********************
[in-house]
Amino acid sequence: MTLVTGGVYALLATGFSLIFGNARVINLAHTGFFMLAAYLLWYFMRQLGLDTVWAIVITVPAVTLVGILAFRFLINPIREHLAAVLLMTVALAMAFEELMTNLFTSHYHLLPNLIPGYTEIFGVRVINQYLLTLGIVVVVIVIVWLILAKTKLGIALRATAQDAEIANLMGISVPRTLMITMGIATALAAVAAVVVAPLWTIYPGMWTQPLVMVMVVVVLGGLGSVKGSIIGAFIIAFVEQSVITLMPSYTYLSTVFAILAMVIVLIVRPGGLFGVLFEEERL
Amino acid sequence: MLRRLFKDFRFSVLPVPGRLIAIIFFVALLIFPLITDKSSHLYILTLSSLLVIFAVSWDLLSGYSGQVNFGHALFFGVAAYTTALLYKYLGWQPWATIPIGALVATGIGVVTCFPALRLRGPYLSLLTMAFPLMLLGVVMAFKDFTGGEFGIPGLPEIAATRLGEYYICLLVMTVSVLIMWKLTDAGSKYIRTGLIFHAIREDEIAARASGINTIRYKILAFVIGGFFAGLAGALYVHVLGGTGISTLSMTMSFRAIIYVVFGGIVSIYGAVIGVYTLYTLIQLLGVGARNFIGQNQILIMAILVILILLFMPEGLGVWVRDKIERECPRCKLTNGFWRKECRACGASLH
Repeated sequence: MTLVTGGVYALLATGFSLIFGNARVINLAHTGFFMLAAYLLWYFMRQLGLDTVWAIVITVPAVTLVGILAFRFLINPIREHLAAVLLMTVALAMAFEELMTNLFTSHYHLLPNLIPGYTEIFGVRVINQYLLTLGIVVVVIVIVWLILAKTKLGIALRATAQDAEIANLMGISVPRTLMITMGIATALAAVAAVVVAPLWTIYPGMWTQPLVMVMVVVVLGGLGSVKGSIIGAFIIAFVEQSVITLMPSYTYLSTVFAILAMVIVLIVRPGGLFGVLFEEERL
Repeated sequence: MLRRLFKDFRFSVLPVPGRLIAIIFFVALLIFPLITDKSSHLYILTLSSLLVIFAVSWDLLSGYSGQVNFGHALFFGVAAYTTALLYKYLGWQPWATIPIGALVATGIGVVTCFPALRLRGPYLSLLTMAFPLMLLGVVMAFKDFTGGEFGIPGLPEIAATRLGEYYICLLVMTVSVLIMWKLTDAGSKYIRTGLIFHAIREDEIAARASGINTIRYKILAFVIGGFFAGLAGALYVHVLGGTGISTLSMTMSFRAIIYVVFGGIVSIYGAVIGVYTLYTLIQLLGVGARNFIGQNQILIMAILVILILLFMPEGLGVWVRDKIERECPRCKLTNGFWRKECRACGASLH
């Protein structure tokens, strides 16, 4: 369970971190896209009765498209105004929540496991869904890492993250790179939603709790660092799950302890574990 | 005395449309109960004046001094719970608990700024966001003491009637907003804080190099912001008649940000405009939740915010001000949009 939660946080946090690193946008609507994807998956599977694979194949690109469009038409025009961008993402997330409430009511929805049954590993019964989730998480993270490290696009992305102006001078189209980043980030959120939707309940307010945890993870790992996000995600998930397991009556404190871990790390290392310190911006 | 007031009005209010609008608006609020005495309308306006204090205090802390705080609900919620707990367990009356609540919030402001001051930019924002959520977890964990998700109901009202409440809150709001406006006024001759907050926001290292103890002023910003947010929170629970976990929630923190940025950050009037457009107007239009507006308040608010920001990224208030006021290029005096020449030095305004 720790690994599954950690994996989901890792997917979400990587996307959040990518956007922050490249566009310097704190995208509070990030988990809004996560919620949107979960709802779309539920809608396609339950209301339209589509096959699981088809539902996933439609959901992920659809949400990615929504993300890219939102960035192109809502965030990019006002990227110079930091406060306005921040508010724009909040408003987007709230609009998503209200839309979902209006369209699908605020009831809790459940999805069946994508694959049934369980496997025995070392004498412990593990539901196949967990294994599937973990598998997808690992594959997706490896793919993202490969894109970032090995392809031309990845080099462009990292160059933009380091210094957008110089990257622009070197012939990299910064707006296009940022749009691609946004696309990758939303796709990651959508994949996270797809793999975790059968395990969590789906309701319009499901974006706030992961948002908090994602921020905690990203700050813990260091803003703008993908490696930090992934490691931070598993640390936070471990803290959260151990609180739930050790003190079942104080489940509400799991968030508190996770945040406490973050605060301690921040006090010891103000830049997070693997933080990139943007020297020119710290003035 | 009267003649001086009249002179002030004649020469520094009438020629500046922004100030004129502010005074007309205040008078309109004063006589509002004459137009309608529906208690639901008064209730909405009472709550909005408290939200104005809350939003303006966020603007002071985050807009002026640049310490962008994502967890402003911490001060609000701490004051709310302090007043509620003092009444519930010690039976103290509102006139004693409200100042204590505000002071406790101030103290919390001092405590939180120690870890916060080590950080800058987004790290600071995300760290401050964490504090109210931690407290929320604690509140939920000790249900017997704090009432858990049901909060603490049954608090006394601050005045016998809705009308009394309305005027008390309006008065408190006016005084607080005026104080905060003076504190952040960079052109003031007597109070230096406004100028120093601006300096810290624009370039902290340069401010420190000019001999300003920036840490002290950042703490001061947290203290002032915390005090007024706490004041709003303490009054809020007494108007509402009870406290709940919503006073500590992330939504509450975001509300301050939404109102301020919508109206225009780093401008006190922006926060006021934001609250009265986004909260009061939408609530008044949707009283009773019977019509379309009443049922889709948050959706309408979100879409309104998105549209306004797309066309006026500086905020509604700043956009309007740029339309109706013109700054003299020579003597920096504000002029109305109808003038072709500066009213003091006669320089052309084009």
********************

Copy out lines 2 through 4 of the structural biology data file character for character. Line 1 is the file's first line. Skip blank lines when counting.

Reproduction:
Amino acid sequence: MTLVTGGVYALLATGFSLIFGNARVINLAHTGFFMLAAYLLWYFMRQLGLDTVWAIVITVPAVTLVGILAFRFLINPIREHLAAVLLMTVALAMAFEELMTNLFTSHYHLLPNLIPGYTEIFGVRVINQYLLTLGIVVVVIVIVWLILAKTKLGIALRATAQDAEIANLMGISVPRTLMITMGIATALAAVAAVVVAPLWTIYPGMWTQPLVMVMVVVVLGGLGSVKGSIIGAFIIAFVEQSVITLMPSYTYLSTVFAILAMVIVLIVRPGGLFGVLFEEERL
Amino acid sequence: MLRRLFKDFRFSVLPVPGRLIAIIFFVALLIFPLITDKSSHLYILTLSSLLVIFAVSWDLLSGYSGQVNFGHALFFGVAAYTTALLYKYLGWQPWATIPIGALVATGIGVVTCFPALRLRGPYLSLLTMAFPLMLLGVVMAFKDFTGGEFGIPGLPEIAATRLGEYYICLLVMTVSVLIMWKLTDAGSKYIRTGLIFHAIREDEIAARASGINTIRYKILAFVIGGFFAGLAGALYVHVLGGTGISTLSMTMSFRAIIYVVFGGIVSIYGAVIGVYTLYTLIQLLGVGARNFIGQNQILIMAILVILILLFMPEGLGVWVRDKIERECPRCKLTNGFWRKECRACGASLH
Repeated sequence: MTLVTGGVYALLATGFSLIFGNARVINLAHTGFFMLAAYLLWYFMRQLGLDTVWAIVITVPAVTLVGILAFRFLINPIREHLAAVLLMTVALAMAFEELMTNLFTSHYHLLPNLIPGYTEIFGVRVINQYLLTLGIVVVVIVIVWLILAKTKLGIALRATAQDAEIANLMGISVPRTLMITMGIATALAAVAAVVVAPLWTIYPGMWTQPLVMVMVVVVLGGLGSVKGSIIGAFIIAFVEQSVITLMPSYTYLSTVFAILAMVIVLIVRPGGLFGVLFEEERL